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Whang-Kyung Koh (1931) graduated from the Seoul, Korea Higher Common School for Girls at the age of sixteen and from Doshisha University in Kyoto, Japan with a B.A. in law at the age of nineteen. A profile in the October 10, 1930 issue of the Osaka Mainichi chronicled Whang-Kyung’s accomplishments: “A Korean-born Young Woman, the beautiful Miss Whang-Kyung Koh, will be Graduated with the Degree, Bachelor of Law, from Doshisha University next spring. As she is the first woman of her race to graduate from this university, the event is marked as the appearance of a red flower in the midst of green foliage.”

Whang-Kyung entered the University of Michigan as a Barbour Scholar in the fall of 1931, earned an M.A. in Economics by February of 1933, then switched fields to Sociology. After completing the coursework requirements for a doctoral degree in Sociology and gathering her research material, she decided to return to her native country of Korea. Her goal was to engage in work that would help women develop constructively so they could make a positive contribution to the healthy development of Korean society.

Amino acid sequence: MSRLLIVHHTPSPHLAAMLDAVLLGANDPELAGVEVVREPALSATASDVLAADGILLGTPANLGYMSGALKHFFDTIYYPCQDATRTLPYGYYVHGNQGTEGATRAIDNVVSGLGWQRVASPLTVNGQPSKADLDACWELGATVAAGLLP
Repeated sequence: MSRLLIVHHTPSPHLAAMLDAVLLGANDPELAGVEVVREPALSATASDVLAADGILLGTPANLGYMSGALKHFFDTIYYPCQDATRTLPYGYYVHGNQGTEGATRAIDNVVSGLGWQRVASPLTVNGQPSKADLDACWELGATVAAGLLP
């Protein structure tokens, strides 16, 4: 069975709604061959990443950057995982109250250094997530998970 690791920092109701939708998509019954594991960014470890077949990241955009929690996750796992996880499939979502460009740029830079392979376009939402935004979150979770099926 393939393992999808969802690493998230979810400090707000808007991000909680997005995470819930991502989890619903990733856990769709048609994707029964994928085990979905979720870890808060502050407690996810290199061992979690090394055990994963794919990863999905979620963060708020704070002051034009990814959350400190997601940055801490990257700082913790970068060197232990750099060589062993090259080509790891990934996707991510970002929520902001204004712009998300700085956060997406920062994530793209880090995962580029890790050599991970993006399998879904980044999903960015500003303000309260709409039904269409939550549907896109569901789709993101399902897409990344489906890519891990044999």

In 1935, Whang-Kyung returned to Korea, where she obtained a teaching position, spent some time completing her dissertation, and, with her sister, Gladys, organized a social settlement near Seoul, the expense of which, including one full-time worker, was paid out of the sisters’ salaries. In 1937, Whang-Kyung completed her dissertation, “Seasonal Distribution of Girl Delinquents in Detroit” and her Ph.D. in Sociology was granted by U-M. At this time, the settlement employed three workers and had spread out to five additional villages. The settlement included a school for underprivileged teenage girls, hygiene classes for wives and mothers, and a visiting nurses’ program. In addition to her work on the social settlement, Whang-Kyung became Dean of the School of Home Economics at Ehwa College in Seoul.

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